WASHINGTON – The Iraq war is stretching Montana emotionally and financially, Gov. Brian Schweitzer told a congressional committee Thursday.
Testifying at a hearing on the costs of the Iraq war, Schweitzer told members of Congress that many veterans in the state have a hard time receiving mental health care because there are too few specialists in rural areas. He told the story of a Montana soldier who committed suicide after returning home from war.
Schweitzer also outlined the state’s efforts to improve mental health care for veterans and discussed the Montana National Guard’s efforts to remain equipped, trained and emotionally stable.
“It is my belief we are only now seeing the tip of an iceberg … and unless we collectively deal with that iceberg, it will indeed sink us,” Schweitzer said.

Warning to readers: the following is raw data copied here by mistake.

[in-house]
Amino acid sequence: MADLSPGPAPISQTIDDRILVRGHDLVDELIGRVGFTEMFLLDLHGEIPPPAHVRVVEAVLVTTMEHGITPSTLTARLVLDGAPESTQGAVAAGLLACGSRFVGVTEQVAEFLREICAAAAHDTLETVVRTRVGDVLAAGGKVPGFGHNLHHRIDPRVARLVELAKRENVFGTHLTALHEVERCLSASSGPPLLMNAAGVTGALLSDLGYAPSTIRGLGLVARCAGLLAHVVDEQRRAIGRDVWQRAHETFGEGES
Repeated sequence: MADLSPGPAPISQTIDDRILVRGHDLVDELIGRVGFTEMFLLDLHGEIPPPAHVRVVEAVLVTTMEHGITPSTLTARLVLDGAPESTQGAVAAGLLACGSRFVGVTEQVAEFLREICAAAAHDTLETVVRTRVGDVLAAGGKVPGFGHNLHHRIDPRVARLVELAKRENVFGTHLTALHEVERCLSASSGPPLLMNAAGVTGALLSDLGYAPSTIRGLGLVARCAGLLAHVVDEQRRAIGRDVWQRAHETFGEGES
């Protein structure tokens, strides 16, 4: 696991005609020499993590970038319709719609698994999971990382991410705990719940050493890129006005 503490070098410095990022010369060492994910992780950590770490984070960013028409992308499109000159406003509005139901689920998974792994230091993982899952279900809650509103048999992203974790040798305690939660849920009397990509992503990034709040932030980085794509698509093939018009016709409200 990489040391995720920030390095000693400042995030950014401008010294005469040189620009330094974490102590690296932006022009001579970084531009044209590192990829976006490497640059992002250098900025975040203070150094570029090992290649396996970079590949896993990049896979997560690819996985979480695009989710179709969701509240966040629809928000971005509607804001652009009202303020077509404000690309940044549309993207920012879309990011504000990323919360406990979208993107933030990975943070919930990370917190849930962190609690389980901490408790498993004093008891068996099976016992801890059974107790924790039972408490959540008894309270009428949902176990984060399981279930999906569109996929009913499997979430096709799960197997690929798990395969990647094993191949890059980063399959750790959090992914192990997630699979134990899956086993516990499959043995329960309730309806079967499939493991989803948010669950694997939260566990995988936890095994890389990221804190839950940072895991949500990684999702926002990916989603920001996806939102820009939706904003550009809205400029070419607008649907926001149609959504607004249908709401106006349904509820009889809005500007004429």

New York Sen. Charles Schumer, the Democratic chairman of the House and Senate Joint Economic Committee, called the hearing to assess the country’s costs of the Iraq war.
A Republican member of the panel objected to its premise, saying one could not put a price tag on protecting the country from terrorism.
“It seems to me immoral that we are spending time in made-for-TV hearings rather than funding the troops,” said Rep. Kevin Brady, R-Texas.
Internal party battles, combined with difficult negotiations with the White House, have stalled House action on $165.4 billion in Senate-passed funding for Pentagon operations in Iraq and Afghanistan.
Schumer said there is a price tag on Iraq.
“Simply to pretend that the costs of the war don’t exist, that’s not acceptable to us or to the American people,” he said.
Schweitzer said the greatest cost to the state is the loss of life.
“If we believe this war is important enough to fight, then let us be sure that we are paying the full costs of that war today,” he said.
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